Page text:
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Sep 29th
Education: Part of long-term solutions f PDF Print E-mail
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Tuesday, 02 March 2010 14:38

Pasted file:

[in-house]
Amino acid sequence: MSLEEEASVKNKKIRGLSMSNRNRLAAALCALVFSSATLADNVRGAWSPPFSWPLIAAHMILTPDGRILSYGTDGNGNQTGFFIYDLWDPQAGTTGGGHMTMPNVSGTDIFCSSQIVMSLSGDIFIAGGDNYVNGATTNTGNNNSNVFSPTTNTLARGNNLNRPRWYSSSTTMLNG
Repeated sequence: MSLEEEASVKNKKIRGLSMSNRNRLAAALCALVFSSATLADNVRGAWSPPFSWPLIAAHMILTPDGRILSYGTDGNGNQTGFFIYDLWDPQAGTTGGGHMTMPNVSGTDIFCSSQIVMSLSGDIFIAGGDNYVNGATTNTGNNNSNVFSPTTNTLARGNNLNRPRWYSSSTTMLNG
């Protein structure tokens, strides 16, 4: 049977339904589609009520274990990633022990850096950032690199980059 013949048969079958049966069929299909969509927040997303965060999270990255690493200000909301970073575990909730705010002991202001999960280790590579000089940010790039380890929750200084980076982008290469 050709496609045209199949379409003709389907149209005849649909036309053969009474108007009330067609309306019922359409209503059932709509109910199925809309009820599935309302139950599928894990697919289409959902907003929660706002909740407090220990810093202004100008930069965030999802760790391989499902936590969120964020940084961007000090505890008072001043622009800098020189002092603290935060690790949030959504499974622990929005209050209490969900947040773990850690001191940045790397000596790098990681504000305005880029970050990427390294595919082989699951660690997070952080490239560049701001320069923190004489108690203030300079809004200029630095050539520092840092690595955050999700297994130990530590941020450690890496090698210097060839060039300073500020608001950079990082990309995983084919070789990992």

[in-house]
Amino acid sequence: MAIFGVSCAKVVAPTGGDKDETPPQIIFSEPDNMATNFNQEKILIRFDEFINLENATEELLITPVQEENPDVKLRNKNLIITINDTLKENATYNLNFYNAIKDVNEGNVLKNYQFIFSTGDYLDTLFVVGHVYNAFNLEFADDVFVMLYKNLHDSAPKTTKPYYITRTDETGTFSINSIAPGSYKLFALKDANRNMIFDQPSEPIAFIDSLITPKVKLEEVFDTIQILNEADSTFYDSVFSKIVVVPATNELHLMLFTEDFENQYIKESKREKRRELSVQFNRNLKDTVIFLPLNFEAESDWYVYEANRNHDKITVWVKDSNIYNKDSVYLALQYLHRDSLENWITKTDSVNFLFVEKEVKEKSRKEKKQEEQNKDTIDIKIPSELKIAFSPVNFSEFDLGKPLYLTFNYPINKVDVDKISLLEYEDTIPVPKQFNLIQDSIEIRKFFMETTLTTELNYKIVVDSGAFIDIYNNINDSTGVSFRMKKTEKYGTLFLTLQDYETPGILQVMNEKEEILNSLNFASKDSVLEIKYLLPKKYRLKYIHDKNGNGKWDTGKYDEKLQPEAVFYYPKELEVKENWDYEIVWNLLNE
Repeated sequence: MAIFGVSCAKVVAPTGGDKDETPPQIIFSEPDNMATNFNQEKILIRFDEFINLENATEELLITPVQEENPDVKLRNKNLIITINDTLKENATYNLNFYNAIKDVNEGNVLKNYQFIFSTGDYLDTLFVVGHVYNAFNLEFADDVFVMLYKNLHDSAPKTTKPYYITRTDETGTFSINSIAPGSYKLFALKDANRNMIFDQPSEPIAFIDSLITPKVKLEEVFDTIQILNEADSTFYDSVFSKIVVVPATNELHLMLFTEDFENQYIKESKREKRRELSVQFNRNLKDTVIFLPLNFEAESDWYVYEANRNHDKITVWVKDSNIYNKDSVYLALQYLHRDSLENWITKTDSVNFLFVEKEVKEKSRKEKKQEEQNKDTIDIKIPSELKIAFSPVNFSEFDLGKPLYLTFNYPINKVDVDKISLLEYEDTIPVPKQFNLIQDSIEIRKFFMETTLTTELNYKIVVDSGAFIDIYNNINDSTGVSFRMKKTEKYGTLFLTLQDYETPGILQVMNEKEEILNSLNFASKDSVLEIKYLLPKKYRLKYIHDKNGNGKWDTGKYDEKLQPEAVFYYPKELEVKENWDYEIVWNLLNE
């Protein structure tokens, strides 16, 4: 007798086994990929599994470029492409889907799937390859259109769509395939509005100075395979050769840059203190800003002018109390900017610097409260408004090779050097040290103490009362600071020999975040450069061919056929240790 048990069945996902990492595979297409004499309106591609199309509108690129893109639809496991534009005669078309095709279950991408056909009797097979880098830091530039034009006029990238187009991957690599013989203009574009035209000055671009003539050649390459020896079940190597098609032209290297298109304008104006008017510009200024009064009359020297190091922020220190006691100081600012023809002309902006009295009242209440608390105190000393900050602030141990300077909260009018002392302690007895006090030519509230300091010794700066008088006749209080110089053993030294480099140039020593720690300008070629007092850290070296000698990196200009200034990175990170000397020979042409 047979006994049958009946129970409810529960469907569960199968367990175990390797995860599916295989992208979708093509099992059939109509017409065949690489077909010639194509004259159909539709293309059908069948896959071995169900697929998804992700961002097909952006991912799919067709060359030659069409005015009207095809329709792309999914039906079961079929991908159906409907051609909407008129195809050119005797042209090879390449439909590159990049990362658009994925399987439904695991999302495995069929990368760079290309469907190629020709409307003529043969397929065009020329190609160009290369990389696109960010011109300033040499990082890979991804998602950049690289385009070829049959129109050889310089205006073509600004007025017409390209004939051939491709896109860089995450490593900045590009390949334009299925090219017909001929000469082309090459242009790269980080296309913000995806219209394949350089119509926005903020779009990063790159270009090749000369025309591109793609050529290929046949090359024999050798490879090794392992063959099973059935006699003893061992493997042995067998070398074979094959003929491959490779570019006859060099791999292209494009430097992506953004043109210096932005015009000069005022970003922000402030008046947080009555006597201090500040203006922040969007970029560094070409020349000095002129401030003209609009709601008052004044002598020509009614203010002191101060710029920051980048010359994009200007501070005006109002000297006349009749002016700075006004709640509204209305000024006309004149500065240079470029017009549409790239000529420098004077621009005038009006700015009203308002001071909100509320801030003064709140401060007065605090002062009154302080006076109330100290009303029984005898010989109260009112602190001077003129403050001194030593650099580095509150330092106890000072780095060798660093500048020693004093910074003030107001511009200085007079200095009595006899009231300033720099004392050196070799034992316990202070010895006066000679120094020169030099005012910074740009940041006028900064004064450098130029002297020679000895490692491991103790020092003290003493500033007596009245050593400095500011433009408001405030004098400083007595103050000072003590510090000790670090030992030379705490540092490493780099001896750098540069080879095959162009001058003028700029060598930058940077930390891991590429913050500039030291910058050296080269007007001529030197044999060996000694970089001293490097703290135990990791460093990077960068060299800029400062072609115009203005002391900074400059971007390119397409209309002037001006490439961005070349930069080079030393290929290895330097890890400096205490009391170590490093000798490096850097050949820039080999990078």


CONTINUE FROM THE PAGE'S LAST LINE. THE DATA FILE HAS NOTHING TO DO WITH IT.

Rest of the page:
Education: Part of long-term solutions for peace in Mindanao MANILA, -- The Philippine government is confident that the people in Mindanao would eventually live together in peace, working as caring neighbors for their mutual economic prosperity and social progress through education. President Gloria Macapagal-Arroyo has pushed for the integration of the Madrasah into the country’s basic education system as part of the government's peace efforts. The President said, "One of the keys to the future of Mindanao, especially among the youth, is their education.” On the part of the Department of Education (DepEd), the agency is stepping up its efforts to provide quality education to Muslim public school children through the Madrasah Program. Launched in 2004, the program is part of DepEd’s Muslim Basic Education Roadmap, which is in response to the Medium-Term Philippine Development Plan (MTPDP) and the GRP-MNLF (Government of the Republic of the Philippines-Moro National Liberation Front) Peace Agreement. Education Undersecretary for Muslim Affairs Manaros Boransing said, “This is the department’s modest yet significant contribution to peace-building efforts by government and non-government agencies.” Boransing said that the program aims to positively contribute to the ongoing peace process and to make the public education system more inclusive. It also seeks to improve the quality of life among Muslim school children through education. “This is to prove the sincerity of the department in providing free, quality education to all public schoolchildren, regardless of ethnicity or religious affiliation," he said. Education Secretary Jesli Lapus stated, “We recognize the critical role of education in peace-building. The school is where minds are formed and values are enhanced." The department also earmarked some P20 million as financial assistance to private madaris (Muslim schools) to encourage the adoption of the DepEd prescribed Madrasah curriculum. Boransing disclosed that a total of 36 private madaris with 3,834 Muslim pupils are the initial beneficiaries of the financial assistance of P5,000 per student per school year which started in school year 2008-2009. The funding was taken from the DepEd budget in 2008. In the Autonomous Region in Muslim Mindanao (ARMM), 26 madaris from Marawi City, Lanao del Sur, Maguindanao, Shariff Kabunsuan and Tawi-Tawi have qualified after a thorough and rigorous screening and validation, along with two schools in Davao City and eight in Cotabato City and General Santos City. Lapus said the financial assistance for each recipient Madrasah shall be for specific purpose wherein 80 percent will go to pay the salaries of teachers handling secular subjects and 20 percent will be for the improvement of classroom and other school facilities. This is the first time in the history of Philippine education that private madaris are mainstreamed as a component of National System of Basic Education following a single curriculum for basic education, common to both public schools and private Madaris. “We purposely designed the Madrasah Education to be able to respond to the needs and realities of our Muslim learners,” Boransing explained. There are two types of curriculum prescribed in Madrasah Education --the Enriched Curriculum for Public Elementary Schools and the Standard Curriculum for Private Madaris. The former has been implemented in all DepEd regions nationwide for Muslim students and is known as the Arabic Language and Islamic Values Education (ALIVE) Program. The Standard Curriculum for Private Madaris, approved in 2004, aims to put in place an educational system that is appropriate for the Muslim population. The Standard Curriculum combines basic secular subjects with religious subjects such as Qur’an, Aqeedah (Islamic creed) and Fiqh (Islamic jurisprudence), and Seerah (biography of Mohammad) and Hadith (works of Mohammad). Through this curriculum, the Filipino national identity is promoted even as the Muslim’s cultural heritage is preserved. “With such a curriculum, the Philippines will have a Madrasah education system where students from private madaris can transfer to public schools and vice versa. It will likewise give them equal chance in employment opportunities.” Boransing said. Lapus likewise said that Madrasah education is a way in combating radicals. “Madrasah education is a long-term solution to bring peace to the Autonomous Region in Muslim Mindanao (ARMM). There cannot be long-term peace in the region if we fail to address education issues,” he stressed. The DepEd also implements an alternative learning and livelihood training program among Muslim out-of-school youth and adults. Lapus said that he approved recently a proposal that would give these Muslim out-of-school youth and adults a chance at education and livelihood through the DepEd’s Alternative Learning System-cum-Madrasah Program. He said the program is expected to contribute to the peace process as there can be a serious peace and order problem if no social development interventions are made available in predominantly Muslim urban areas. “We need to open wider latitude for learning and skills training among our Muslim brothers to give them a chance to improve their lives," he said. He added that "giving our Muslim youth a chance at education and livelihood training will significantly reduce the possibility of conflict." Studies showed that the highest rate of school dropouts are in Muslim areas. With massive migration in urban centers, Muslim migrants bring along their families, including out-of-school children. The program components include: basic literacy, accreditation and equivalency, technical and vocational skills training, entrepreneurship development, and microfinance. Arabic Language and Islamic Values (ALIVE) will be incorporated in every program component. The basic literacy, accreditation and equivalency as well as the Revised Basic Education Curriculum (RBEC) shall be administered by the DepEd's Bureau of Alternative Learning System (BALS). Lapus explained that the entrepreneurship development component includes sourcing of loan financing on microfinance of small- and medium-scale enterprises. DepEd is also currently sourcing out possible financial support from member-countries of the Organization of Islamic Conference (OIC). According to Boransing, "the department's efforts at alternative learning are open to all learners as our education initiatives are geared towards achieving our Education for All goals." Earlier, Lapus cited the support being given by the United States Agency for International Development (USAID) in DepEd projects. With USAID support, the DepEd has “intensified government efforts to improve access to quality education and provide livelihood opportunities for children and the youth in the southern Philippines, particularly in areas most affected by conflict and poverty like the Autonomous Region in Muslim Mindanao (ARMM),” according to Lapus. “There is an urgent need for a stronger public-private sector alliance to meet the education needs of Mindanao, especially in the ARMM,” said Lapus, stressing “a framework to pool various initiatives into one program assures efficiency and effectiveness.” The Philippines will host the Special Non-Aligned Movement (NAM) Ministerial Meeting on Interfaith Dialogue and Cooperation for Peace and Development on March 16 to 18, 2010, which will harness the great potential of interfaith dialogue in bringing lasting peace and sustainable development. President Arroyo espoused this during the opening ceremonies of the 15th NAM Summit at the Maritim Congress Center in Sharm El-Sheikh in Egypt in July last year where she invited member-countries of the NAM to actively participate in the conference that will mark the first time that the Non-Aligned Movement will harness the great potentials of interfaith dialogue and cooperation to advance circular concerns for durable, lasting peace and sustainable development. The meeting, which will be held at the Philippine International Convention Center (PICC), will give representatives of the 118 NAM member-countries the opportunity to focus on the role interfaith dialogue and cooperation play in averting and ending conflicts that bring death and destruction around the world. The President has pointed out that issues such as the financial crisis, climate change, nuclear non-proliferation and other pressing global concerns can be effectively addressed through international solidarity and dialogue among peoples, civilizations and religions. The Philippines is the leading proponent on interfaith dialogue and promotes the same to bring peace and development in Mindanao. Philippine Consulate General 3600 Wilshire Blvd., Ste. 500 Los Angeles, CA 90010 Tel. (213) 639-0980/Fax (213) 639-0990 Website - Passport - Visa - Dual Citizenship - Legal/Notarials -